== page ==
Why didn’t she declare?

27 Aug 2019 (2 years, 11 months ago)

by Gaile Fullard

Recently Twitter was asking this question – as elected representatives are annually required to declare benefits they receive from others. Check out the declarations on the People's Assembly website.

The 2019 Register is not available yet - the disclosure deadline is 13 September 2019 - but all past years are available. The Register of Interests provides information about any financial interest or benefit which a Member has which others might reasonably consider to influence the Member of Parliament. Transparency is the goal. A scan of the public, non-confidential part of the Register shows that MPs can be quite stingy in declaring their assets which includes all their directorships, shares, property, trusts, sponsorships, discounts or gifts over R1,500. This system relies on accurate declarations and it is difficult to know if Members have fully disclosed their benefits. It is only when someone publishes inside information about an undisclosed gift of money or an air ticket or hotel accommodation, that an uproar occurs. Of note is the growing tardiness in publishing the annual Register. The declarations used to be published in September/October. But since 2016, the Register has been released up to nine months late due to waiting for all MPs to declare. Compliance can be measured by how many meet a strict deadline. In 2017 one in ten MPs did not meet the deadline. There are penalties for being late but they are light and the Ethics Committee which is required to investigate errant MPs, has a growing caseload.
With the focus now on accountability in the wake of State Capture and stories of MPs being in the pocket of businessmen, it is imperative to rebuild public trust. All elected representatives must be vigorous in meeting the 13 September 2019 deadline and provide full and accurate declarations.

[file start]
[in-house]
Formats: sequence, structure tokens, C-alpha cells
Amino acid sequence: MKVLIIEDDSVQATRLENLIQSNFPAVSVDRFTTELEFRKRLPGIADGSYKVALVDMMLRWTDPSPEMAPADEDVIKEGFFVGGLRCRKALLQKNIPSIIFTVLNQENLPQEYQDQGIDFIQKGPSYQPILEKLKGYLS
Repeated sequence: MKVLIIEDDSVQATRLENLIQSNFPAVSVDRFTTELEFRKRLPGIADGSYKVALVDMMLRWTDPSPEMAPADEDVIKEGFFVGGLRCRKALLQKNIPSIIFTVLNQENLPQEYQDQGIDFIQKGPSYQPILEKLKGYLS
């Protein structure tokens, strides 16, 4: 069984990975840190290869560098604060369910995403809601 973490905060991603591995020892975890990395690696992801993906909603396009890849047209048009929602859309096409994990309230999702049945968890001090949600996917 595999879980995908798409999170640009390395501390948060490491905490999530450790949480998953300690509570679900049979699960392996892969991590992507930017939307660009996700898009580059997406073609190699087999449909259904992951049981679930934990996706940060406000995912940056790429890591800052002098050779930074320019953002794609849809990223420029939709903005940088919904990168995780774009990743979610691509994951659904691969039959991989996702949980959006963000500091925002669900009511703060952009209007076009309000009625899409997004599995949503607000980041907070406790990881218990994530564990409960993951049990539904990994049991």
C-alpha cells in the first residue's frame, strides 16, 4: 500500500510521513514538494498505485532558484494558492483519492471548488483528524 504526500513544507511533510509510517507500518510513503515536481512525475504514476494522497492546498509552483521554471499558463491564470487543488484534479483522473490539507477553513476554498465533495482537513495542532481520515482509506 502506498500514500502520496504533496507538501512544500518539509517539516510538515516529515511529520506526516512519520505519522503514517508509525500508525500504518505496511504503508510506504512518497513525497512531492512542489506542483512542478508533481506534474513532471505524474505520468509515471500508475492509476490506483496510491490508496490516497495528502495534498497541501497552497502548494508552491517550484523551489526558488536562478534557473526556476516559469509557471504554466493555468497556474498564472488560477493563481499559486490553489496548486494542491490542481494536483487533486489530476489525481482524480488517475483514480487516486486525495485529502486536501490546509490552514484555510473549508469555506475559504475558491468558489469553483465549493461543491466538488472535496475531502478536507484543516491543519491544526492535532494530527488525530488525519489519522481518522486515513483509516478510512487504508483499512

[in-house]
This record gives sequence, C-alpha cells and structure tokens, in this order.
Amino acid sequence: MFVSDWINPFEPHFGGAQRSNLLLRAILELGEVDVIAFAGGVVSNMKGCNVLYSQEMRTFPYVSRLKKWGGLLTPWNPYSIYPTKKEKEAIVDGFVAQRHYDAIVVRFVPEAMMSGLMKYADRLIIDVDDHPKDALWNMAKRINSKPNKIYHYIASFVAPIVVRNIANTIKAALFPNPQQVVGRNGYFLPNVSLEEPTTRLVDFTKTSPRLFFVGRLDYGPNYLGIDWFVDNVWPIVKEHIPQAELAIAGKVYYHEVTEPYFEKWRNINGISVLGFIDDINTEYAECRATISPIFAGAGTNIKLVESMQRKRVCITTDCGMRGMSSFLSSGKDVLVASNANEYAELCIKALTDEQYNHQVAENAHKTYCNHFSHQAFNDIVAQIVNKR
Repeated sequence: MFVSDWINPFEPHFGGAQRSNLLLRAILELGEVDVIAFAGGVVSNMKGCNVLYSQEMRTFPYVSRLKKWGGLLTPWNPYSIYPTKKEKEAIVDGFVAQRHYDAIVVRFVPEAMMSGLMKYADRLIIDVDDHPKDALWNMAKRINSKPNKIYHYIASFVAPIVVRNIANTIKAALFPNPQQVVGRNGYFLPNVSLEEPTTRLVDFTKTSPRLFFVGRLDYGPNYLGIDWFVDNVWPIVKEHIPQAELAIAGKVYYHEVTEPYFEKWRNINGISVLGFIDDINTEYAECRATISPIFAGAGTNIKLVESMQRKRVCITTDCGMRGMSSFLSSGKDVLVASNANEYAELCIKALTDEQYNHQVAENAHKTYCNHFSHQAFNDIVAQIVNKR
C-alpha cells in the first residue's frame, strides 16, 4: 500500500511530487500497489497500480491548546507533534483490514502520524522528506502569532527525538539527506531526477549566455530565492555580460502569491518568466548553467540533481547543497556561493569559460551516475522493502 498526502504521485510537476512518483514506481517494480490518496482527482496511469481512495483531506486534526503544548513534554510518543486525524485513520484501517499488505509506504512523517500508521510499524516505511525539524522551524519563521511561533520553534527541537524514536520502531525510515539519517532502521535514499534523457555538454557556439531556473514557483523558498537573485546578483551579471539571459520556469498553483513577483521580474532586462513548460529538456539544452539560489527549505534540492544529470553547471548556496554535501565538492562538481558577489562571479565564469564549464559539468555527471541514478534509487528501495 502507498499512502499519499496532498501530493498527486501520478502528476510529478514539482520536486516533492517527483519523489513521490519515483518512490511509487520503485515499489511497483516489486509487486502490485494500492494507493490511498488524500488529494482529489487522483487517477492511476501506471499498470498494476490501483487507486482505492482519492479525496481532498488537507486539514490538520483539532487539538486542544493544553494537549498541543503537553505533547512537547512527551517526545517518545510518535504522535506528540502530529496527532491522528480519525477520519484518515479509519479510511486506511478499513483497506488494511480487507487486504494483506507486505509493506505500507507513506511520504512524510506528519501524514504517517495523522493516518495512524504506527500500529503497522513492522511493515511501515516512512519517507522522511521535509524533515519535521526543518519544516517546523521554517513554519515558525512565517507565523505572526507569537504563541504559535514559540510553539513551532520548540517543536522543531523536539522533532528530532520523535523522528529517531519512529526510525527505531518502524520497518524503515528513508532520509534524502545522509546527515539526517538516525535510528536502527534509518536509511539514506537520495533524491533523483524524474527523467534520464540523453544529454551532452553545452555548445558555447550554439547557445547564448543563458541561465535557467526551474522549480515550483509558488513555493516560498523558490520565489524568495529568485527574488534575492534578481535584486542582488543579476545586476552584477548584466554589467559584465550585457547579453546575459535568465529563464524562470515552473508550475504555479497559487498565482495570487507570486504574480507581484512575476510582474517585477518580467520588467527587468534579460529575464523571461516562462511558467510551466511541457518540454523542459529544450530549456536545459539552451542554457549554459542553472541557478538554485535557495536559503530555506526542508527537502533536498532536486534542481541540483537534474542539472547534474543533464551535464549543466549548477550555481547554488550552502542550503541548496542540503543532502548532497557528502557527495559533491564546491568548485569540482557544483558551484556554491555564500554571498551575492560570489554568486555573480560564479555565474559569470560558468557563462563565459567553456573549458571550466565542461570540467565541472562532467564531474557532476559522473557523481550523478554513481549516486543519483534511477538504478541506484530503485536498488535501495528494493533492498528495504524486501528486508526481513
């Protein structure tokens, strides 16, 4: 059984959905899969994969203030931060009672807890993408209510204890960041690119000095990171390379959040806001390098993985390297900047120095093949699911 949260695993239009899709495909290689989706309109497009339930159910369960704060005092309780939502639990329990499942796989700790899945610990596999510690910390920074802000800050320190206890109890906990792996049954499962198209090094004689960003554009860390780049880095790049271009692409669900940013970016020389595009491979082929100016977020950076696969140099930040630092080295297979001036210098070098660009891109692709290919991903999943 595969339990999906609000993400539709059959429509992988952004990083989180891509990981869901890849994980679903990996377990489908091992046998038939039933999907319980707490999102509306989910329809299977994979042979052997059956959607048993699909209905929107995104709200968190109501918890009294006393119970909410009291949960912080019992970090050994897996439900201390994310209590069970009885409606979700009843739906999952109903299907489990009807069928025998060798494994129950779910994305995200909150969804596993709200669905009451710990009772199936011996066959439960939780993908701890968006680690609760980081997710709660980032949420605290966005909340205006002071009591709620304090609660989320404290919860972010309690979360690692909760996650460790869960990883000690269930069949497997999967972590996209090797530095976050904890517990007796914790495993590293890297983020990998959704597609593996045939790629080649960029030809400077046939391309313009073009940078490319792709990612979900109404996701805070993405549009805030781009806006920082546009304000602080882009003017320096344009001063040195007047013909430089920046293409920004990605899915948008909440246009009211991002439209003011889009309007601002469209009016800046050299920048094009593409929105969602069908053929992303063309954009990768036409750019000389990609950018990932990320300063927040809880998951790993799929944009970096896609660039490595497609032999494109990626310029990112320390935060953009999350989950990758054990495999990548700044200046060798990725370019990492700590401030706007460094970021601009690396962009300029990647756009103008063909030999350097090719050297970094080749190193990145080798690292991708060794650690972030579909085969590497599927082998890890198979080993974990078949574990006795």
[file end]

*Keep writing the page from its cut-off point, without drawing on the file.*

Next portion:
The role of the Registrar is to ensure compliance but the office does not have investigation capacity. That is where the role of the media and public in scrutinising declarations is crucial. It is important to note that not only national but provincial and local elected representatives also declare and it is here where access to information by the public gets difficult. The government regulation that the declarations must be on the websites of all relevant institutions should be strictly applied or if there isn't such a regulation, there should be one - especially in this era of instant digital information.

What is refreshing about this week's hue and cry has been to glimpse on Twitter that South Africans know that their elected representatives need to declare potential conflicts of interests. May this awareness of what it means to be a representative for the public good (and not serve personal gain) continue to grow in our democracy.

However political scientist, Dr Collette Schulz-Herzenberg, makes an important point about responsible reporting by the media in her 2009 Paper on Financial Disclosures that holds particular relevance today: "When reporting, however well intentioned, is sensationalised, the result can be detrimental to the fight against corruption... Irresponsible coverage of innocuous cases diverts attention away from the really serious conflict of interest cases".


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